We continue a review of key agile patterns with more ways to make sure it all goes right.  Each pattern is possibly overstated.  However, we need these to be a part of our process to get the benefits of an Agile approach.  As always, when we veer away from these patterns, we increase our odds of failure.

Product Ownership

We have mentioned the product owner as a role in Scrum.  We need this person to provide decisions.  That may seem trite or simplistic.  Nevertheless, an Agile project often requires someone to make a decision.  That may be a user experience opinion or a key business direction built into the solution.  Analysis paralysis is far too easy to fall into when so many decision points exist as they do in this process.

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Quality of Service

We noted early on that the Agile Manifesto recommends regular and working software delivery.  This principle gives us a method for feedback from the client and builds trust with them.  That makes the quality of service one of the most essential of the key agile patterns.  Trust is built with the customer when we make promises and deliver on them.  Thus, we reduce stress and drama by stating what we will do and then following up.  It reduces or eliminates discussions around estimations and planning as the team is trusted to give their best effort.  The urge to “haggle” items into a release or squeeze estimates is reduced when our estimation skills are trusted.

Relative Sizing

We often talked about estimating tasks.  This pattern focuses on our ability to estimate relative differences among tasks.  For example, we need to categorize items as easy, hard, and in between.  This skill impacts our overall estimates.  When we improperly place a task in the wrong “bucket,” it can completely tank our velocity.  This result is just common sense.  Correcting for a 5% mistake of estimation is far easier than 50%.  That goes both ways.  It may be nice to get a two-day task done in an hour.  However, that can completely mess with our velocity.  The tighter our estimates, the better, and that means placing tasks in the proper buckets.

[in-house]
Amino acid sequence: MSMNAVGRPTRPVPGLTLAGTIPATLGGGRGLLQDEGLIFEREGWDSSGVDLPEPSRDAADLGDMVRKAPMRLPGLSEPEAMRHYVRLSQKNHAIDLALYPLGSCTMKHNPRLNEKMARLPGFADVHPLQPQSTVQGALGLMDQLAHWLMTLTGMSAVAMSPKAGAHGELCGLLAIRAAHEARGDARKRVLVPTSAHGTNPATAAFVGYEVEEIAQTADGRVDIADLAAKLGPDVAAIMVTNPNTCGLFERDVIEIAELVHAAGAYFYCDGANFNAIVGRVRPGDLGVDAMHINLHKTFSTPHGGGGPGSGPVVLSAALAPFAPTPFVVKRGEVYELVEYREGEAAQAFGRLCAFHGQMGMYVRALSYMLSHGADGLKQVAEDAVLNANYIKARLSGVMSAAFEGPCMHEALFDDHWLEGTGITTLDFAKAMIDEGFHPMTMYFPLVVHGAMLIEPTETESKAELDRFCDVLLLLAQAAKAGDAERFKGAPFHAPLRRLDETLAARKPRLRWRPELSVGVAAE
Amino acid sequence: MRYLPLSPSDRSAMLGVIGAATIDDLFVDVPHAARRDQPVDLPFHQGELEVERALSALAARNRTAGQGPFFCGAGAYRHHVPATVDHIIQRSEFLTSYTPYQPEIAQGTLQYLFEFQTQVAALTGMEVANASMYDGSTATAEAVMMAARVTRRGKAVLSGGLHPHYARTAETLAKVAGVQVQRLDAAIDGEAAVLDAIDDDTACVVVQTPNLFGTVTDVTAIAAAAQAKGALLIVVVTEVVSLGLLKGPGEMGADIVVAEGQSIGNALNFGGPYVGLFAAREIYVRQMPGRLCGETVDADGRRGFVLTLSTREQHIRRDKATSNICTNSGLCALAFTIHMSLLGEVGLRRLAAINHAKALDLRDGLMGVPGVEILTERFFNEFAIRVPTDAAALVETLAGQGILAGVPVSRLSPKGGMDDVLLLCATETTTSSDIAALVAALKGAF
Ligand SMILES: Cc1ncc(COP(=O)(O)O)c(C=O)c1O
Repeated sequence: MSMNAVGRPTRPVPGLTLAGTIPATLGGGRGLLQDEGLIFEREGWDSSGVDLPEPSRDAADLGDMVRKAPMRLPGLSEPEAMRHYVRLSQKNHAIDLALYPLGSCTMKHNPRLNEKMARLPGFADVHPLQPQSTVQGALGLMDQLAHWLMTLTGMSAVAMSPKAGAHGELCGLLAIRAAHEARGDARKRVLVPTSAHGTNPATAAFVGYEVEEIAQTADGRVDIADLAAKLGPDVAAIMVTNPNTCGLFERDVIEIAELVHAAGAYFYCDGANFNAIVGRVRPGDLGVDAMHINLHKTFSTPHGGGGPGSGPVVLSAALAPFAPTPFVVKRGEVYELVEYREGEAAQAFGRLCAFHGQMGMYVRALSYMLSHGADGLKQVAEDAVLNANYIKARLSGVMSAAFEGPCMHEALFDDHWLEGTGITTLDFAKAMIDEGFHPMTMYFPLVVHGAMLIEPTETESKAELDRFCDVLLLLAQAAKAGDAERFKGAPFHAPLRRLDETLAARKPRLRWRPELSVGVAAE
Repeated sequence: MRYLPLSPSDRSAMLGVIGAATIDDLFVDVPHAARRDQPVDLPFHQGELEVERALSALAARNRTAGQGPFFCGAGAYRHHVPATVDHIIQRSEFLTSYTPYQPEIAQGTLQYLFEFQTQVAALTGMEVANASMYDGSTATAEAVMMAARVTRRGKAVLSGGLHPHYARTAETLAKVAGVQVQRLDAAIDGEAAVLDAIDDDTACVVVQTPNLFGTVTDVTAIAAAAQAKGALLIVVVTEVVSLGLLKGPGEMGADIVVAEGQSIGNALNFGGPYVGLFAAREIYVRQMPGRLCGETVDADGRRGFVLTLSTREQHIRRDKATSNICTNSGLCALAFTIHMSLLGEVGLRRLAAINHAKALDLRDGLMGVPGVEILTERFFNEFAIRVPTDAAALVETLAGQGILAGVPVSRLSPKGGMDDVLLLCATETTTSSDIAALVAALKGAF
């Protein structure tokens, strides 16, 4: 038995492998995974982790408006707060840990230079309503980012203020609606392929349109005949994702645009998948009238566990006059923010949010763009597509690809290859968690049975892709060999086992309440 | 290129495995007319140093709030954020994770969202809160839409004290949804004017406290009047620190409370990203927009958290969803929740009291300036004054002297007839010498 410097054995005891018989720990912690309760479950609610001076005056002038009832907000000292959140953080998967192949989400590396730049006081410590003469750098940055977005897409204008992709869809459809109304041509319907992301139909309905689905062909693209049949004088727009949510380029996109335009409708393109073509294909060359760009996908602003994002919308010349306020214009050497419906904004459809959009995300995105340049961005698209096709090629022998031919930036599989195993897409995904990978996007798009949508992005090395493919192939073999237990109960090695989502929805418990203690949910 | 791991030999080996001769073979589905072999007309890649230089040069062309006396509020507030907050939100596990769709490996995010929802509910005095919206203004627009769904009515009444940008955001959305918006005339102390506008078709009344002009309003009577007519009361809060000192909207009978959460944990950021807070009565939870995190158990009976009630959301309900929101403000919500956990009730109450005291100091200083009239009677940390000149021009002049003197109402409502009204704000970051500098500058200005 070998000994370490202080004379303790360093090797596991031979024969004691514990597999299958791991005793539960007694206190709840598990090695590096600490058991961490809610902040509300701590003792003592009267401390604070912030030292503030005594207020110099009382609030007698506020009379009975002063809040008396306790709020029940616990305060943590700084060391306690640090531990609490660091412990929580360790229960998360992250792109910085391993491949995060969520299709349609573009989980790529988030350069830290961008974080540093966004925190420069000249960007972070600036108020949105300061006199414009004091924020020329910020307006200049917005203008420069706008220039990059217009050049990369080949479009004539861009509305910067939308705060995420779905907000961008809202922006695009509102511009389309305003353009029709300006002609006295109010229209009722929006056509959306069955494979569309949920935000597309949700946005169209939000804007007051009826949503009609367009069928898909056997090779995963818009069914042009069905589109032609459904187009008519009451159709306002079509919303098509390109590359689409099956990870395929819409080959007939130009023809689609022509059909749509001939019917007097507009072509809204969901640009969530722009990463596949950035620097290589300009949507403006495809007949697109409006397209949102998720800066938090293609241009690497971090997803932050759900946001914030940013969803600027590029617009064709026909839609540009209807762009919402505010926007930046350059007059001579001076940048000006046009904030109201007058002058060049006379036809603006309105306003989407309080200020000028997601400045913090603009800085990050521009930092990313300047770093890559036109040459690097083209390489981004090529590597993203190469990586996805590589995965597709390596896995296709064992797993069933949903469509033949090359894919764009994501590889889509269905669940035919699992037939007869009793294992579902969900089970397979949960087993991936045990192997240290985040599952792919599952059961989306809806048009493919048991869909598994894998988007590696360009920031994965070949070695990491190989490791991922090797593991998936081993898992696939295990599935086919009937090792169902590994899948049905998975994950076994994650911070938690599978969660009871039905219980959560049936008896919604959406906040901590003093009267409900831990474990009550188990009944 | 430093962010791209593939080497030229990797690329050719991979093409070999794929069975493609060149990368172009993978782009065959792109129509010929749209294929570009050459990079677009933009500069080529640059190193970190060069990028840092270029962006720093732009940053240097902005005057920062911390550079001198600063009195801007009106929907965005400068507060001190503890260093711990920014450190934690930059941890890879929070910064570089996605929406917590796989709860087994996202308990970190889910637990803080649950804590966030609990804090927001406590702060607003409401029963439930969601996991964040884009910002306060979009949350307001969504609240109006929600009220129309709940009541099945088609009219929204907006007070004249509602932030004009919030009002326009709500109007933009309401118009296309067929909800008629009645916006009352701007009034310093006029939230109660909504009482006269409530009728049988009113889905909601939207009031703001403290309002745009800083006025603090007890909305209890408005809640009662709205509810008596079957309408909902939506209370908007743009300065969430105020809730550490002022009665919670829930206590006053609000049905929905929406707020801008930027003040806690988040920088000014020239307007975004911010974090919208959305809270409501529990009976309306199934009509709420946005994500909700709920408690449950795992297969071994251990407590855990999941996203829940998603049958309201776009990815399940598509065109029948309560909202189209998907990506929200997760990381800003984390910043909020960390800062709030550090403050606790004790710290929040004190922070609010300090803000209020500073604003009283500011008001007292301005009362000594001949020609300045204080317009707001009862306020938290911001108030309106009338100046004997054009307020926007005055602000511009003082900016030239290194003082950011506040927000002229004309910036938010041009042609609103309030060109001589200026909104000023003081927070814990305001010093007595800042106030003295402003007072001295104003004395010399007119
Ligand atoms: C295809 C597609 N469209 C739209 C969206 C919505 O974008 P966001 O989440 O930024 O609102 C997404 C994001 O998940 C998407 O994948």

Servant Leadership

This pattern boils down to working for the good of the team or project as opposed to ourselves.  That is critical for agile teams that function on the highest levels.  We work together to remove obstacles for others while ours are removed as well.  It allows all of us to move forward quickly while also building morale and camaraderie.

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Challenge of The Week: Which of these key agile patterns would benefit you most?

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Rob Broadhead

Rob is a founder of, and frequent contributor to, Develpreneur. This includes the Building Better Developers podcast. He is also a longtime student of technology as a developer, designer, and manager of software solutions. Rob is a founder and principle of RB Consulting and has managed to author a book about his family experiences. In his free time, he stays busy raising five children (although a few have grown into adults). When he has a chance to breathe, he is on the ice playing hockey to relax.

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